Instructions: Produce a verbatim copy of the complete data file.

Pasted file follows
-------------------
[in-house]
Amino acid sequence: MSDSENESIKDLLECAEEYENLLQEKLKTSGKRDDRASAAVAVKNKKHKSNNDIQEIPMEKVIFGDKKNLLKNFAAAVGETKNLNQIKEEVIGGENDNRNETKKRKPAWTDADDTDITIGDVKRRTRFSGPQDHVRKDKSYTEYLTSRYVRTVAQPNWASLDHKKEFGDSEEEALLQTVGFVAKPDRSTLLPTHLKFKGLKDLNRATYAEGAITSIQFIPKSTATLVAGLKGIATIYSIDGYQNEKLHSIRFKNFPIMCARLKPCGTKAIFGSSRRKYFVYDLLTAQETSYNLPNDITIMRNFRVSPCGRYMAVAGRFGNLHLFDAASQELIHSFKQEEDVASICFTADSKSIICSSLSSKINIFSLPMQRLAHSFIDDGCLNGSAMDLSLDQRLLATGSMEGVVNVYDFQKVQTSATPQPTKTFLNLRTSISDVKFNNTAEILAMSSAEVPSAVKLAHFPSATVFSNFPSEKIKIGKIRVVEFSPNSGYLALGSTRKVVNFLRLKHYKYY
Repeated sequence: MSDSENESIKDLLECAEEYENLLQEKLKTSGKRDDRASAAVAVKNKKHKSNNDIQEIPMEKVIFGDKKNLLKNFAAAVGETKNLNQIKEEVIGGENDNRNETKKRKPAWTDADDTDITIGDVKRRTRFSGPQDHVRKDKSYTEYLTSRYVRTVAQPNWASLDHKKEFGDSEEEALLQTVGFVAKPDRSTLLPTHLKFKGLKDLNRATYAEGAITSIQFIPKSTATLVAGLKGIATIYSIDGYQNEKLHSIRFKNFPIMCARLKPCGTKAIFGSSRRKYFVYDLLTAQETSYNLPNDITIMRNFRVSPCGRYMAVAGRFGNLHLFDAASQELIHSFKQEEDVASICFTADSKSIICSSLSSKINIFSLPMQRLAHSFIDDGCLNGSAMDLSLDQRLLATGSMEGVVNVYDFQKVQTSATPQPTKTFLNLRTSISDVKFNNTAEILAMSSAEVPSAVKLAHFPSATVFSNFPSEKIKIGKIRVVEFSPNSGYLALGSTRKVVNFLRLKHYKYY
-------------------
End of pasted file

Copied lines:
[in-house]
Amino acid sequence: MSDSENESIKDLLECAEEYENLLQEKLKTSGKRDDRASAAVAVKNKKHKSNNDIQEIPMEKVIFGDKKNLLKNFAAAVGETKNLNQIKEEVIGGENDNRNETKKRKPAWTDADDTDITIGDVKRRTRFSGPQDHVRKDKSYTEYLTSRYVRTVAQPNWASLDHKKEFGDSEEEALLQTVGFVAKPDRSTLLPTHLKFKGLKDLNRATYAEGAITSIQFIPKSTATLVAGLKGIATIYSIDGYQNEKLHSIRFKNFPIMCARLKPCGTKAIFGSSRRKYFVYDLLTAQETSYNLPNDITIMRNFRVSPCGRYMAVAGRFGNLHLFDAASQELIHSFKQEEDVASICFTADSKSIICSSLSSKINIFSLPMQRLAHSFIDDGCLNGSAMDLSLDQRLLATGSMEGVVNVYDFQKVQTSATPQPTKTFLNLRTSISDVKFNNTAEILAMSSAEVPSAVKLAHFPSATVFSNFPSEKIKIGKIRVVEFSPNSGYLALGSTRKVVNFLRLKHYKYY
Repeated sequence: MSDSENESIKDLLECAEEYENLLQEKLKTSGKRDDRASAAVAVKNKKHKSNNDIQEIPMEKVIFGDKKNLLKNFAAAVGETKNLNQIKEEVIGGENDNRNETKKRKPAWTDADDTDITIGDVKRRTRFSGPQDHVRKDKSYTEYLTSRYVRTVAQPNWASLDHKKEFGDSEEEALLQTVGFVAKPDRSTLLPTHLKFKGLKDLNRATYAEGAITSIQFIPKSTATLVAGLKGIATIYSIDGYQNEKLHSIRFKNFPIMCARLKPCGTKAIFGSSRRKYFVYDLLTAQETSYNLPNDITIMRNFRVSPCGRYMAVAGRFGNLHLFDAASQELIHSFKQEEDVASICFTADSKSIICSSLSSKINIFSLPMQRLAHSFIDDGCLNGSAMDLSLDQRLLATGSMEGVVNVYDFQKVQTSATPQPTKTFLNLRTSISDVKFNNTAEILAMSSAEVPSAVKLAHFPSATVFSNFPSEKIKIGKIRVVEFSPNSGYLALGSTRKVVNFLRLKHYKYY